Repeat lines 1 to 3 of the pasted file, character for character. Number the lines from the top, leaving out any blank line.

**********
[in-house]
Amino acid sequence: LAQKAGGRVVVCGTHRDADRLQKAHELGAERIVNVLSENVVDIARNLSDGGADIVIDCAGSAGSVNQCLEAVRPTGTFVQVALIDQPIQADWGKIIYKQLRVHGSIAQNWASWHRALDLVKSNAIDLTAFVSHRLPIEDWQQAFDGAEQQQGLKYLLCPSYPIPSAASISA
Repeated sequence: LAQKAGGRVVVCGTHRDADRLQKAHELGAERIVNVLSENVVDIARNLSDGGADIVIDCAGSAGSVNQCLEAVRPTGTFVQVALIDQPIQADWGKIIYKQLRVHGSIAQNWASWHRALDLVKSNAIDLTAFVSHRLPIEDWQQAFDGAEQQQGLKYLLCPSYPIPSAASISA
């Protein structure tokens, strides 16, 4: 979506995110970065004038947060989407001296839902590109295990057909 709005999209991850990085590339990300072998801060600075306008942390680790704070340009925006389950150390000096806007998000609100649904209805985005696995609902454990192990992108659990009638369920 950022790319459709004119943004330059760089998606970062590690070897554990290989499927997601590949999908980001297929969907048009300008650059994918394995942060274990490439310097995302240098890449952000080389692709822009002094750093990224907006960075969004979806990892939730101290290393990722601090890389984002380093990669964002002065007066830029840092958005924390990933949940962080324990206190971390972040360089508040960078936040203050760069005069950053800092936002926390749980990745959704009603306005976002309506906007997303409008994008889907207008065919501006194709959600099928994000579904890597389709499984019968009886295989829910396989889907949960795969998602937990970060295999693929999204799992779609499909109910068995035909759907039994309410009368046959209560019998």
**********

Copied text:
[in-house]
Amino acid sequence: LAQKAGGRVVVCGTHRDADRLQKAHELGAERIVNVLSENVVDIARNLSDGGADIVIDCAGSAGSVNQCLEAVRPTGTFVQVALIDQPIQADWGKIIYKQLRVHGSIAQNWASWHRALDLVKSNAIDLTAFVSHRLPIEDWQQAFDGAEQQQGLKYLLCPSYPIPSAASISA
Repeated sequence: LAQKAGGRVVVCGTHRDADRLQKAHELGAERIVNVLSENVVDIARNLSDGGADIVIDCAGSAGSVNQCLEAVRPTGTFVQVALIDQPIQADWGKIIYKQLRVHGSIAQNWASWHRALDLVKSNAIDLTAFVSHRLPIEDWQQAFDGAEQQQGLKYLLCPSYPIPSAASISA